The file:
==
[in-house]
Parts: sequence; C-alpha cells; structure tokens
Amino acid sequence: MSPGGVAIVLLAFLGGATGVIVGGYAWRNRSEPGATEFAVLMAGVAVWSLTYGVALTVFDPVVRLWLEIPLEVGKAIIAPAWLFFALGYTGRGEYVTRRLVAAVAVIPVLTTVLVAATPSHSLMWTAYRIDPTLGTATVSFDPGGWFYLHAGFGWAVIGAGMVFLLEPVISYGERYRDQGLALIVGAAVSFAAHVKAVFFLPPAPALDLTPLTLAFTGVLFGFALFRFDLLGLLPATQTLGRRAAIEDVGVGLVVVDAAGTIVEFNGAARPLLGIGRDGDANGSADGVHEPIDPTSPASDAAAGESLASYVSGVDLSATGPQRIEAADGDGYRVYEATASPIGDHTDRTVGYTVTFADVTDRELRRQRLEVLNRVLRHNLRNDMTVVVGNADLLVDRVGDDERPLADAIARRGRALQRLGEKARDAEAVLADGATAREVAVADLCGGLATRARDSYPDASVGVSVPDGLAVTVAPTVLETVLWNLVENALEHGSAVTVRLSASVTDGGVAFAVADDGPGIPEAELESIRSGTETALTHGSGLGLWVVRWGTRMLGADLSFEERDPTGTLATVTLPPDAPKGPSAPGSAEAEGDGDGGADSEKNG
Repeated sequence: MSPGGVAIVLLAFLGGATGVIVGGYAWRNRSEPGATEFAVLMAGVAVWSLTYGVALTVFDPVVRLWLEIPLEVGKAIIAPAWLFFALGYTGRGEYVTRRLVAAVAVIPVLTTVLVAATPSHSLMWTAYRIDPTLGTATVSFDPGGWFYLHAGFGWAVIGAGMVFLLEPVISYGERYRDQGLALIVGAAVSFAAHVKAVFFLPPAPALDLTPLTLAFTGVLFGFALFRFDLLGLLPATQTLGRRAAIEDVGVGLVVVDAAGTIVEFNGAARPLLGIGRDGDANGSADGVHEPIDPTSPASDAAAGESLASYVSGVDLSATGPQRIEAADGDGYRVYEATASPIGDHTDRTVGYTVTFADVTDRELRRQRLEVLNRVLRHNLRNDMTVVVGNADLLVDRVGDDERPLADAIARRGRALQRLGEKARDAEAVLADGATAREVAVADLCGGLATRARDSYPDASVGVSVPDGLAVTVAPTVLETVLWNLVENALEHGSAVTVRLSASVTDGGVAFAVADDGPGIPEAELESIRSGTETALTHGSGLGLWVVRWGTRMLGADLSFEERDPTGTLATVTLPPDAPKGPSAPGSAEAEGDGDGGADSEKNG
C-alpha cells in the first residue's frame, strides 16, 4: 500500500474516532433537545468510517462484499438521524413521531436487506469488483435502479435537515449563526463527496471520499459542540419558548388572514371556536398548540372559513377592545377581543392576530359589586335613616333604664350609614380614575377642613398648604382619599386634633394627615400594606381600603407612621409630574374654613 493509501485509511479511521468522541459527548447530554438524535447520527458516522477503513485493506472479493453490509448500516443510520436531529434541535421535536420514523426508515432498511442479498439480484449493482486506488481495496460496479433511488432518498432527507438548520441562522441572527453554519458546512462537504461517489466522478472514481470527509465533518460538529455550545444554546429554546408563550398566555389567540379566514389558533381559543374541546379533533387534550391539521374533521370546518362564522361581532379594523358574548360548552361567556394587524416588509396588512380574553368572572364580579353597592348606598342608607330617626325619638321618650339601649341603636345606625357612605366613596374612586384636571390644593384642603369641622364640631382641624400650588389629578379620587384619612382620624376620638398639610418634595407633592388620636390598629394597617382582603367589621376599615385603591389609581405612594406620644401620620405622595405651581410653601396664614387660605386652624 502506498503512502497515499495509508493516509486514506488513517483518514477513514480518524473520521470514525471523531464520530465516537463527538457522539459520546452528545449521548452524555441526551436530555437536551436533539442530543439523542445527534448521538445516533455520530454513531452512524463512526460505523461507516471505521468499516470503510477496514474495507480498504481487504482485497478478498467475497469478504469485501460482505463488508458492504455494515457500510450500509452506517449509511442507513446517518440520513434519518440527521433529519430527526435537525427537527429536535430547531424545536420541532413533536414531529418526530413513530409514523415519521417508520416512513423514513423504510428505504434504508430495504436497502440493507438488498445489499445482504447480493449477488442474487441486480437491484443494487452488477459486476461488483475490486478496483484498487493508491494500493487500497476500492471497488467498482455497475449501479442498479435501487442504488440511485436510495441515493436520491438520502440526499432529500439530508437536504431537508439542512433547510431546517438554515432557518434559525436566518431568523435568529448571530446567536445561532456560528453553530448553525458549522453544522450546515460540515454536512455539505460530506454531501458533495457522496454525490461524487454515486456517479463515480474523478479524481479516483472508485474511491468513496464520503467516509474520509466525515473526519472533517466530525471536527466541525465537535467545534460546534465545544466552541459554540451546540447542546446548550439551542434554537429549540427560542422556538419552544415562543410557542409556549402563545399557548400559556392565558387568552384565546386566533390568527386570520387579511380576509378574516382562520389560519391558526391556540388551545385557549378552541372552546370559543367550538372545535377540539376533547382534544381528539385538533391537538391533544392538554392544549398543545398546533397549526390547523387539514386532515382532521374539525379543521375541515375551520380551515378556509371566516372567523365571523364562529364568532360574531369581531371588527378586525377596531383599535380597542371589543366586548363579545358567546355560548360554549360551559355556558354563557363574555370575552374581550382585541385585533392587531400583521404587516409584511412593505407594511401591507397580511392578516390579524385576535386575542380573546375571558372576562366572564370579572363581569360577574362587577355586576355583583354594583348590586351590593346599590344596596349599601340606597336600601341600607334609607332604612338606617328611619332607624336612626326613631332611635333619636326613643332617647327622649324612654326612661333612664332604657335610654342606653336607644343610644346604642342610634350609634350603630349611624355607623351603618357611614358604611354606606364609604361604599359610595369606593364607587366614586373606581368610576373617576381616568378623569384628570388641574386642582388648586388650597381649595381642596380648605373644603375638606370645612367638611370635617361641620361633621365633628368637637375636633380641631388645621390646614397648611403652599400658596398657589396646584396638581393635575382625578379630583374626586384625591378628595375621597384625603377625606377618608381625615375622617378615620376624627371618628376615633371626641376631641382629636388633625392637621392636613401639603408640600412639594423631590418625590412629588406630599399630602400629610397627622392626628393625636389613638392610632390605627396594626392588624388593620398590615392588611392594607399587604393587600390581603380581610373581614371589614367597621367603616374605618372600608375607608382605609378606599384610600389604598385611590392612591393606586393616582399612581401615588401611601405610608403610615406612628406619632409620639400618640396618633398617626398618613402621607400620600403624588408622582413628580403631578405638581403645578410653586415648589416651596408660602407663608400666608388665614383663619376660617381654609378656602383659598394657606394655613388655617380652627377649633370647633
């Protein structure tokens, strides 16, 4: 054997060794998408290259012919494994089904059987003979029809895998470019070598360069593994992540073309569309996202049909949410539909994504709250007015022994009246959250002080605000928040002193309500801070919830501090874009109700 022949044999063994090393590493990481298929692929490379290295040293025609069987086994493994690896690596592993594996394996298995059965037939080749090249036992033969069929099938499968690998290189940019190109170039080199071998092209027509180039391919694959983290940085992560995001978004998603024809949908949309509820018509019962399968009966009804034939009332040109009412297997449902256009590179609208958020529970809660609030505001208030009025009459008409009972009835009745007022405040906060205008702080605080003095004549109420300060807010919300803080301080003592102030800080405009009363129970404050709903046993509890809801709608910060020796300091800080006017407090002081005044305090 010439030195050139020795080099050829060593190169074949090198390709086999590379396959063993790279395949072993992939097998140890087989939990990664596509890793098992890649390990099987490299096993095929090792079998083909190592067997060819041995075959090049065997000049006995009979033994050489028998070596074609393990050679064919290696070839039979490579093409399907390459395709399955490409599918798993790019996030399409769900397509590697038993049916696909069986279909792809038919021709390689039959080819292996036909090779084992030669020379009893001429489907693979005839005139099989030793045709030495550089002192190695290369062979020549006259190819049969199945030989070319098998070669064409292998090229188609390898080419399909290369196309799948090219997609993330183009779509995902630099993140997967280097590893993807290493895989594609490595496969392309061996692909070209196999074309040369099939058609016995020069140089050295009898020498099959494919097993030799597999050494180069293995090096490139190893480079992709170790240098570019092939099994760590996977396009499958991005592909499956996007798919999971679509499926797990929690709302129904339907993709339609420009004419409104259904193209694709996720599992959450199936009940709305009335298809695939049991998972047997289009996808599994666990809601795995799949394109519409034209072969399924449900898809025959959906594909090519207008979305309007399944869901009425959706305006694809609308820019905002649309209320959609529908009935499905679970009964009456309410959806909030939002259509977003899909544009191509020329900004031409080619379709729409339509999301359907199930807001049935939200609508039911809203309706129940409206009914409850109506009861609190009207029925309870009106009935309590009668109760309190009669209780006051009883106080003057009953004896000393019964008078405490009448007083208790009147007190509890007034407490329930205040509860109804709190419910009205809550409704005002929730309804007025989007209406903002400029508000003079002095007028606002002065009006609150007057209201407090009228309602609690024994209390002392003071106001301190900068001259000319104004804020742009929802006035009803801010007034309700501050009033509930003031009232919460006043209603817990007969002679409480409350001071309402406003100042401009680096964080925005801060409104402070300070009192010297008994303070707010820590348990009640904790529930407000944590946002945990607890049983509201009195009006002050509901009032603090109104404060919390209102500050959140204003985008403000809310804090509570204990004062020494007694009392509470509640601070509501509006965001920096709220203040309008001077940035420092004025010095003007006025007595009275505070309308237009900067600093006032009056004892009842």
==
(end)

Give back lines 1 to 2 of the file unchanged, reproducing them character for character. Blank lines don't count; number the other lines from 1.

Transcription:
[in-house]
Parts: sequence; C-alpha cells; structure tokens